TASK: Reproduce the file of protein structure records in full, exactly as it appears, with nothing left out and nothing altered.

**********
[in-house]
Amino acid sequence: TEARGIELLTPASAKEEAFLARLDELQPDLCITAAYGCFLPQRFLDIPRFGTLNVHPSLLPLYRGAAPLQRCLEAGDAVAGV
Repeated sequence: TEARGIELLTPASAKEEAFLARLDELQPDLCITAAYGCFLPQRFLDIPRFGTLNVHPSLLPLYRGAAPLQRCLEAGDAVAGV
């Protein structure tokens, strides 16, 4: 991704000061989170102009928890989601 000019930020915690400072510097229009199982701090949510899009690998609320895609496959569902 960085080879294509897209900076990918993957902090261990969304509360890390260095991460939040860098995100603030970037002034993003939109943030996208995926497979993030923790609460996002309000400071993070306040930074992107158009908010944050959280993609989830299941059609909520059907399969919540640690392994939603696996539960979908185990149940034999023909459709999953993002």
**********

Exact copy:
[in-house]
Amino acid sequence: TEARGIELLTPASAKEEAFLARLDELQPDLCITAAYGCFLPQRFLDIPRFGTLNVHPSLLPLYRGAAPLQRCLEAGDAVAGV
Repeated sequence: TEARGIELLTPASAKEEAFLARLDELQPDLCITAAYGCFLPQRFLDIPRFGTLNVHPSLLPLYRGAAPLQRCLEAGDAVAGV
């Protein structure tokens, strides 16, 4: 991704000061989170102009928890989601 000019930020915690400072510097229009199982701090949510899009690998609320895609496959569902 960085080879294509897209900076990918993957902090261990969304509360890390260095991460939040860098995100603030970037002034993003939109943030996208995926497979993030923790609460996002309000400071993070306040930074992107158009908010944050959280993609989830299941059609909520059907399969919540640690392994939603696996539960979908185990149940034999023909459709999953993002």